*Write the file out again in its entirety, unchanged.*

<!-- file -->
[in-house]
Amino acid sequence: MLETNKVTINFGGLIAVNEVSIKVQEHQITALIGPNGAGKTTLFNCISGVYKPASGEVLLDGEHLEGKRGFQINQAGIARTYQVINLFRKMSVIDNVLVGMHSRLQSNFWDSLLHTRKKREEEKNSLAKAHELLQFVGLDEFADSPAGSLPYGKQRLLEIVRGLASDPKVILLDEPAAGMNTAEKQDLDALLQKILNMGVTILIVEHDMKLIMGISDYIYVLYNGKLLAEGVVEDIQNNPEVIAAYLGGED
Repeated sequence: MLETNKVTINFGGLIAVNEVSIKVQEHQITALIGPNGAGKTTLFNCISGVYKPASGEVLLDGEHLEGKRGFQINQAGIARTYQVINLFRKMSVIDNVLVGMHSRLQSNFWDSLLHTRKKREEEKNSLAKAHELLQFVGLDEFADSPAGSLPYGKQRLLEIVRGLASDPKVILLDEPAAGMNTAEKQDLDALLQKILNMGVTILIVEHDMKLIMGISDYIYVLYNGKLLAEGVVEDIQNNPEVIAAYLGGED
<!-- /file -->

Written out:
[in-house]
Amino acid sequence: MLETNKVTINFGGLIAVNEVSIKVQEHQITALIGPNGAGKTTLFNCISGVYKPASGEVLLDGEHLEGKRGFQINQAGIARTYQVINLFRKMSVIDNVLVGMHSRLQSNFWDSLLHTRKKREEEKNSLAKAHELLQFVGLDEFADSPAGSLPYGKQRLLEIVRGLASDPKVILLDEPAAGMNTAEKQDLDALLQKILNMGVTILIVEHDMKLIMGISDYIYVLYNGKLLAEGVVEDIQNNPEVIAAYLGGED
Repeated sequence: MLETNKVTINFGGLIAVNEVSIKVQEHQITALIGPNGAGKTTLFNCISGVYKPASGEVLLDGEHLEGKRGFQINQAGIARTYQVINLFRKMSVIDNVLVGMHSRLQSNFWDSLLHTRKKREEEKNSLAKAHELLQFVGLDEFADSPAGSLPYGKQRLLEIVRGLASDPKVILLDEPAAGMNTAEKQDLDALLQKILNMGVTILIVEHDMKLIMGISDYIYVLYNGKLLAEGVVEDIQNNPEVIAAYLGGED